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#1 Rolex2

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Posted 29 July 2014 - 08:06 PM

I live in northern MN where the winter temps 0 and below. My observatory is a skyshed pod with a LX200. I want to view in the winter. I can stay warm but what about the scope(tube and electronics)? I don't see anyway to heat the skyshed. Any feedback would be helpful.

#2 Mr Greybush

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Posted 30 July 2014 - 12:40 AM

perhaps a greenhouse tube heater will provide adequate heat?

#3 Christopher Erickson

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Posted 30 July 2014 - 04:53 AM

I live in northern MN where the winter temps 0 and below. My observatory is a skyshed pod with a LX200. I want to view in the winter. I can stay warm but what about the scope(tube and electronics)? I don't see anyway to heat the skyshed. Any feedback would be helpful.


You really want the scope and observatory to be the same temperature as the surrounding environment. Otherwise thermal currents will ruin your seeing.

#4 mich_al

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Posted 30 July 2014 - 08:13 AM

The electronics will heat themselves. I keep my hand controller in the house till I'm ready to use it. The LCD display will be sluggish if it's cold so I attach a dew heater strip. Other than dew control, the scope tube needs to be at ambient temp. The mount mechanicals are OK in the cold so long as the grease is OK and normally it is. Fingers, ears and toes are the main concerns.

#5 GJJim

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Posted 30 July 2014 - 09:07 AM

Unless there is a tight mechanical fit that causes pinching, the optics are fine at any temperature you can stand. Some glasses are sensitive to sudden temperature changes. When its -5F don't bring a scope or large eyepiece from room temperature and uncap it in the cold.

Mechanicals and electronics are another story. Greases thicken at low temps and the slew rates should be set accordingly. Most consumer electronics are only rated to work down to 32F. I've had USB hubs misbehave at 15F, and a camera power cord that cracked at -5F. Computers generally heat themselves to a reasonable internal temperature, but any fans inside will quickly announce if the bearings are up to snuff for cold weather use.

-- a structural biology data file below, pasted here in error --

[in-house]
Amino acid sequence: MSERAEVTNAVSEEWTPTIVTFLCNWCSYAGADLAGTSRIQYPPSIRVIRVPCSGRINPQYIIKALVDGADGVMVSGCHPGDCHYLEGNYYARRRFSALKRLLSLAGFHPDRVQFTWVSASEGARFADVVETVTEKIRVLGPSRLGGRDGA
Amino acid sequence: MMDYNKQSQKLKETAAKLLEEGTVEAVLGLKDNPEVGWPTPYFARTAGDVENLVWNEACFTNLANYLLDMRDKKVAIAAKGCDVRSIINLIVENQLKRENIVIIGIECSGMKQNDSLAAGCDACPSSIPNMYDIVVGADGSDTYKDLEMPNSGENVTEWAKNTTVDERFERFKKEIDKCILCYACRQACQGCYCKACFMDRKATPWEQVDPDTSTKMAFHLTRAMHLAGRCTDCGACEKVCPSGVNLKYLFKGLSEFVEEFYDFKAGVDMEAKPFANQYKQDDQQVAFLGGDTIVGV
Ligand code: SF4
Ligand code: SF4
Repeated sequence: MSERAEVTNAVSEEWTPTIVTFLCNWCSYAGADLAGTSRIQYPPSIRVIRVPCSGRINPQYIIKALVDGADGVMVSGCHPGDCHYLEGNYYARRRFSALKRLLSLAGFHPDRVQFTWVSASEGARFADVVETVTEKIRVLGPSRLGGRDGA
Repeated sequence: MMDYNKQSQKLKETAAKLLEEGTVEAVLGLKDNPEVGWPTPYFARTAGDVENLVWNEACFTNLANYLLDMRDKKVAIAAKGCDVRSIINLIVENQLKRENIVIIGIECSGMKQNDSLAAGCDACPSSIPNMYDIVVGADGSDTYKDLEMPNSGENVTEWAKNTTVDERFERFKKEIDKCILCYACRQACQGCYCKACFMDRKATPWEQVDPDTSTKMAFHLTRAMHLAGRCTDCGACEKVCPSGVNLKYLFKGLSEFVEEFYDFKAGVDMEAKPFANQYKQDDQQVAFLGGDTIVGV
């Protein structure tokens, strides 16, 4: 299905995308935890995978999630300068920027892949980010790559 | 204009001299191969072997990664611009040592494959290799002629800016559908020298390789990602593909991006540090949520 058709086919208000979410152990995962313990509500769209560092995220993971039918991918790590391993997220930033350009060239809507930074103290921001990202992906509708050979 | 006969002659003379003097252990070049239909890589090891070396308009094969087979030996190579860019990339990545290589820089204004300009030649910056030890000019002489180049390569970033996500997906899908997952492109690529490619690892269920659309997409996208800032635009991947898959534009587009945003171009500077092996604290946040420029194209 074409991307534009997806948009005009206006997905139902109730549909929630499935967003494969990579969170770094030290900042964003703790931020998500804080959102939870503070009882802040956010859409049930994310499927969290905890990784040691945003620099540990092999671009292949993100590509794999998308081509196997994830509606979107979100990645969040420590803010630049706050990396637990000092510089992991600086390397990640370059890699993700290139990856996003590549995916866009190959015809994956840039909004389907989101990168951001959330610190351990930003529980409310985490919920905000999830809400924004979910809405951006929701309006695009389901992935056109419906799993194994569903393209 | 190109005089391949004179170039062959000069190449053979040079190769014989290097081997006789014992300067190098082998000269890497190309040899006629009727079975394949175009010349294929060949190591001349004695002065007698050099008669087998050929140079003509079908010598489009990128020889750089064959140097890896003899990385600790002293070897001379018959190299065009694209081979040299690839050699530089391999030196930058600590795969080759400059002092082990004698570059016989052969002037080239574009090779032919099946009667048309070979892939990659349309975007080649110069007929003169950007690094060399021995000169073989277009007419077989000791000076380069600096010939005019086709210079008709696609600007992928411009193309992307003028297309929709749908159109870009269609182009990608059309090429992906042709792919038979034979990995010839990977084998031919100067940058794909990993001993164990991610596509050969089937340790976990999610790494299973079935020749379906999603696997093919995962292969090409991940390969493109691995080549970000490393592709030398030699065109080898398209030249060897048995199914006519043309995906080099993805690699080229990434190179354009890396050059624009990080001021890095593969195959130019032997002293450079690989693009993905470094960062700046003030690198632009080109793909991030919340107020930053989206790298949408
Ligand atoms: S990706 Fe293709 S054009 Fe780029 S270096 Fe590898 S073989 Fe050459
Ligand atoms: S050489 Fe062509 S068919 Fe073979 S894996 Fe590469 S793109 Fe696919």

Batteries have only about half their normal power capacity at low temperatures. Lithium cells are much better in this regard.

#6 TimN

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Posted 30 July 2014 - 04:45 PM

I have a Pod that I use until the temperature reaches -25C to about -30C ( say around -15F).

There are really 2 issues. The first is when you are not observing/imaging while the second is when you are.

In weather this cold the temperature can swing easily and my equipment was often covered in dew/frost. Also, the area between the dome and walls has a nice space for air circulation. However, in winter this can let in snow so I block it with 1" foam strips. To keep the equipment dry I run a small heater/fan. The slight heat and moving air keeps things dry. I use this one http://tinyurl.com/l3co4aw

When imaging/observing I do not have any heat on as that would cause air currents. As stated above the equipment warms itself until the temperatures I mentioned - then I have problems, so I head inside.

P.S. - don't forget to lubricate the lock as it can freeze easily in winter.

#7 Rolex2

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Posted 01 August 2014 - 08:29 AM